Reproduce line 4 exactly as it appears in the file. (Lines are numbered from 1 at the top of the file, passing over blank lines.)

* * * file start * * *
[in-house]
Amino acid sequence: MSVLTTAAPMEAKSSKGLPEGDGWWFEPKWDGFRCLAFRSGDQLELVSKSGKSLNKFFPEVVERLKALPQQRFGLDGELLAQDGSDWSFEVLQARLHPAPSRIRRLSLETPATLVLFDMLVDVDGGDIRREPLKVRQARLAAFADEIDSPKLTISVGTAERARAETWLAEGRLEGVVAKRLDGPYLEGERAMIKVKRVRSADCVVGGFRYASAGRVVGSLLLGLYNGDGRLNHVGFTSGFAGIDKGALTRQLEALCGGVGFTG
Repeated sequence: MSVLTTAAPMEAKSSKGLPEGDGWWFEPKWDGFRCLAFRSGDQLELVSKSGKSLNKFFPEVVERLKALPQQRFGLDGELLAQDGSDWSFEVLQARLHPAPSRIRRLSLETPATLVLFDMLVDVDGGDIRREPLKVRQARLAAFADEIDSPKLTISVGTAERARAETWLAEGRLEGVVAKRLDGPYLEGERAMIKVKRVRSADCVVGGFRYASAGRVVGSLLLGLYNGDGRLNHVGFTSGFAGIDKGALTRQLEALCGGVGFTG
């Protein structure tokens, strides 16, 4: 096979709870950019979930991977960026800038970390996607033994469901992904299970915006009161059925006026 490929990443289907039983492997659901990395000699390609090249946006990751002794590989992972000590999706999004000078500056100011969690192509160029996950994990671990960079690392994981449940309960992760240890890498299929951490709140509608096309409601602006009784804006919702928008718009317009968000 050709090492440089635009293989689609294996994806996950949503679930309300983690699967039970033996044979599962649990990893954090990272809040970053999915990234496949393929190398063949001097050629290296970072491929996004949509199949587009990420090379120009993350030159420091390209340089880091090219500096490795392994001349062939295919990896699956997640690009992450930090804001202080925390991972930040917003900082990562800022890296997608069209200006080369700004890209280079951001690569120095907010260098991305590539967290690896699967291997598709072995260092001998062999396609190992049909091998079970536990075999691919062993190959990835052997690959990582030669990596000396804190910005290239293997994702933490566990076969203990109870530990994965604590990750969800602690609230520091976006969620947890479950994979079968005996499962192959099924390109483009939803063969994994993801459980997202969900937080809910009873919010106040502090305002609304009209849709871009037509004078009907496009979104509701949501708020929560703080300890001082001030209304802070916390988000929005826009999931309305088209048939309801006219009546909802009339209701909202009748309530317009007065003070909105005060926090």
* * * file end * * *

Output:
């Protein structure tokens, strides 16, 4: 096979709870950019979930991977960026800038970390996607033994469901992904299970915006009161059925006026 490929990443289907039983492997659901990395000699390609090249946006990751002794590989992972000590999706999004000078500056100011969690192509160029996950994990671990960079690392994981449940309960992760240890890498299929951490709140509608096309409601602006009784804006919702928008718009317009968000 050709090492440089635009293989689609294996994806996950949503679930309300983690699967039970033996044979599962649990990893954090990272809040970053999915990234496949393929190398063949001097050629290296970072491929996004949509199949587009990420090379120009993350030159420091390209340089880091090219500096490795392994001349062939295919990896699956997640690009992450930090804001202080925390991972930040917003900082990562800022890296997608069209200006080369700004890209280079951001690569120095907010260098991305590539967290690896699967291997598709072995260092001998062999396609190992049909091998079970536990075999691919062993190959990835052997690959990582030669990596000396804190910005290239293997994702933490566990076969203990109870530990994965604590990750969800602690609230520091976006969620947890479950994979079968005996499962192959099924390109483009939803063969994994993801459980997202969900937080809910009873919010106040502090305002609304009209849709871009037509004078009907496009979104509701949501708020929560703080300890001082001030209304802070916390988000929005826009999931309305088209048939309801006219009546909802009339209701909202009748309530317009007065003070909105005060926090």